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QUIET WITH A CHANCE OF FLARES: Solar activity has been low for almost a week. Two sunspots, one old and one new, could break the quiet. AR2192 and AR2216 have tangled magnetic fields poised to criss, cross, and explode. NOAA forecasters estimate a 25% chance of an X-flare on Nov. 24rd. Solar flare alerts: text, voice
AURORA OUTBURST: On Sunday night, a bright display of auroras erupted around the Arctic Circle. Ole Salomonsen photographed the outburst behind EISCAT's ionospheric radar in Tromsø, Norway:
"After a long day of photographing whales at sea, I was looking forward to relaxing in the evening, but Lady aurora invited me out, and I could not resist," says Salomonsen. "After quickly getting new batteries and memory cards for my camera, I went out hunting, this time for the magic emerald light. The entire sky was filled with majestic moving green auroras. At times there were 4 to 5 arcs stretching from east to west next to each other in the sky. This was really amazing to watch!"
Bright auroras are often caused by CME impacts, but there was no CME on Sunday. Instead, the interplanetary magnetic field (IMF) near Earth tilted south. This opened a crack in Earth's magnetosphere. Solar wind poured in to fuel the display. Aurora alerts: text, voice
Realtime Aurora Photo Gallery
LUNAR TRANSIT OF THE SUN: On Saturday, Nov. 22nd, the Moon passed in front of the sun, producing a partial solar eclipse. No one on Earth saw it; the lunar transit was visible only from Earth orbit. More than 22,000 miles above our planet's surface, NASA's Solar Dynamics Observatory (SDO) snapped this picture:
Using a bank of 16-megapixel cameras, SDO observed the event at multiple extreme ultraviolet wavelengths. Scan the edge of the Moon in the 171 Å high-resolution image, shown below. The little bumps and irregularities you see are lunar mountains backlit by solar plasma:
Beyond the novelty of observing an eclipse from space, these images have practical value to the SDO science team. The sharp edge of the lunar limb helps researchers measure the in-orbit characteristics of the telescope--e.g., how light diffracts around the telescope's optics and filter support grids. Once these are calibrated, it is possible to correct SDO data for instrumental effects and sharpen the images even more than before.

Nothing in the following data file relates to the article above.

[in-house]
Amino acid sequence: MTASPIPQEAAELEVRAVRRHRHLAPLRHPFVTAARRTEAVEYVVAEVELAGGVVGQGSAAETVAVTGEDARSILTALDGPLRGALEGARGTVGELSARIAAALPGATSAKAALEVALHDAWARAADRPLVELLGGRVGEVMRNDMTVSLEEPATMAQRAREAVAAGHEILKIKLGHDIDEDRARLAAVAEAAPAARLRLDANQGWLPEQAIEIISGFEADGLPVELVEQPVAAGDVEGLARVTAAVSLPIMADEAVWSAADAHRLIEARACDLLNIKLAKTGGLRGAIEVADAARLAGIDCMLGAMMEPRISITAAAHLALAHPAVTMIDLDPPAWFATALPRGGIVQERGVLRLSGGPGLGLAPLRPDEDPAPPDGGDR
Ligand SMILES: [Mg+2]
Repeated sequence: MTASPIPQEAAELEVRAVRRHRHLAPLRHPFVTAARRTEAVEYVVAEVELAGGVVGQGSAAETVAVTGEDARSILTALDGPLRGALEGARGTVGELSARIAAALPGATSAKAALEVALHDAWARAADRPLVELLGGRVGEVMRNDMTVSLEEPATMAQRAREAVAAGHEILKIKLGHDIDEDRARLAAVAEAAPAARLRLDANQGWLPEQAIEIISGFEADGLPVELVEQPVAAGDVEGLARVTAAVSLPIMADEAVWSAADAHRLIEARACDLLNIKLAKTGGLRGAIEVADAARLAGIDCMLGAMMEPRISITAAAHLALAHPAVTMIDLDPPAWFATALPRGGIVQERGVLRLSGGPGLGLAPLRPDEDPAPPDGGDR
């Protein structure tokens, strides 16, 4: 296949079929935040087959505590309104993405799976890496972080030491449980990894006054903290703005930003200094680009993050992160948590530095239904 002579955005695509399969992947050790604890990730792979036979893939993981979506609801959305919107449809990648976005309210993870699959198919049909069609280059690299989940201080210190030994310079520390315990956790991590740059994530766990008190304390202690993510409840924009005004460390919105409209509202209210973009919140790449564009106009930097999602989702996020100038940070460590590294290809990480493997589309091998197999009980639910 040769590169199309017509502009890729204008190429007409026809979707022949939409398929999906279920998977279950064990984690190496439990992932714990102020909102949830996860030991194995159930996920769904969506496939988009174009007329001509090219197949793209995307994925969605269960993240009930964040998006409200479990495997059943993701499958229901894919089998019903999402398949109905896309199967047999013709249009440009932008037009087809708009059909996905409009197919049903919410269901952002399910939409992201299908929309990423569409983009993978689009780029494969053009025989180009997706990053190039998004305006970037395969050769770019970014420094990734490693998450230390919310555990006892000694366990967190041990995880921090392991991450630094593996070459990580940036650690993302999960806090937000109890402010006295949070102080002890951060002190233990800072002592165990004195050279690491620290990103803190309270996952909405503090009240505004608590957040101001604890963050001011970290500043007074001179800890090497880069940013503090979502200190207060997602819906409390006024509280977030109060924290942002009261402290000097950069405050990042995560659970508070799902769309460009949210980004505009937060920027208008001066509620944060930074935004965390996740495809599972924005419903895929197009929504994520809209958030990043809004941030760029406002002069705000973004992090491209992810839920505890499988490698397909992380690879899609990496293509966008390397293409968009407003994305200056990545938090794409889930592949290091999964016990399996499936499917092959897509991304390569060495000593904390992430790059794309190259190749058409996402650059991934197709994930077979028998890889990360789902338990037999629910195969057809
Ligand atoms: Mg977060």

Realtime Space Weather Photo Gallery
Realtime Comet Photo Gallery
Every night, a network of NASA all-sky cameras scans the skies above the United States for meteoritic fireballs. Automated software maintained by NASA's Meteoroid Environment Office calculates their orbits, velocity, penetration depth in Earth's atmosphere and many other characteristics. Daily results are presented here on Spaceweather.com.
On Nov. 24, 2014, the network reported 17 fireballs.
(16 sporadics, 1 alpha Monocerotid)
In this diagram of the inner solar system, all of the fireball orbits intersect at a single point--Earth. The orbits are color-coded by velocity, from slow (red) to fast (blue). [Larger image] [movies]
Potentially Hazardous Asteroids (PHAs
) are space rocks larger than approximately 100m that can come closer to Earth than 0.05 AU. None of the known PHAs is on a collision course with our planet, although astronomers are finding new ones
all the time.
On November 24, 2014 there were potentially hazardous asteroids. Notes: LD means "Lunar Distance." 1 LD = 384,401 km, the distance between Earth and the Moon. 1 LD also equals 0.00256 AU. MAG is the visual magnitude of the asteroid on the date of closest approach.
| ||The official U.S. government space weather bureau |
| ||The first place to look for information about sundogs, pillars, rainbows and related phenomena. |
| ||Researchers call it a "Hubble for the sun." SDO is the most advanced solar observatory ever. |
| ||3D views of the sun from NASA's Solar and Terrestrial Relations Observatory |
| ||Realtime and archival images of the Sun from SOHO. |
| ||from the NOAA Space Environment Center |
| ||the underlying science of space weather |